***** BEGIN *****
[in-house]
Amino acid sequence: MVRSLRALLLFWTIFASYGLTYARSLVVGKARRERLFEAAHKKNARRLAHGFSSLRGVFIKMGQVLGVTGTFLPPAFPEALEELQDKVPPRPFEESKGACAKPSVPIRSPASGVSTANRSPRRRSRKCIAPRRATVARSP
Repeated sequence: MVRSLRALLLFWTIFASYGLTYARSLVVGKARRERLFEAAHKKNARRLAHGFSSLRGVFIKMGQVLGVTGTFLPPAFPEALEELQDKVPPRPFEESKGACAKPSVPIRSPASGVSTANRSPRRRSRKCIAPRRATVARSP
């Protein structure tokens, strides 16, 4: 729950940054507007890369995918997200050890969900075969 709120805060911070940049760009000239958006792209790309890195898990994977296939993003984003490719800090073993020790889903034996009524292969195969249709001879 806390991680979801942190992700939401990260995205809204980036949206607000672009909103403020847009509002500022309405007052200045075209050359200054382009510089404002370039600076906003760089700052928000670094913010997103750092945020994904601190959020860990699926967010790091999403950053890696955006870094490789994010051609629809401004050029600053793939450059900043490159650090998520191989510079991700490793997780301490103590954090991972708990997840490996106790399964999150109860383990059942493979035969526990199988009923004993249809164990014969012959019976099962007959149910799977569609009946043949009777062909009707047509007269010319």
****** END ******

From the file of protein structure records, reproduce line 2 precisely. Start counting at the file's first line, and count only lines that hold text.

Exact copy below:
Amino acid sequence: MVRSLRALLLFWTIFASYGLTYARSLVVGKARRERLFEAAHKKNARRLAHGFSSLRGVFIKMGQVLGVTGTFLPPAFPEALEELQDKVPPRPFEESKGACAKPSVPIRSPASGVSTANRSPRRRSRKCIAPRRATVARSP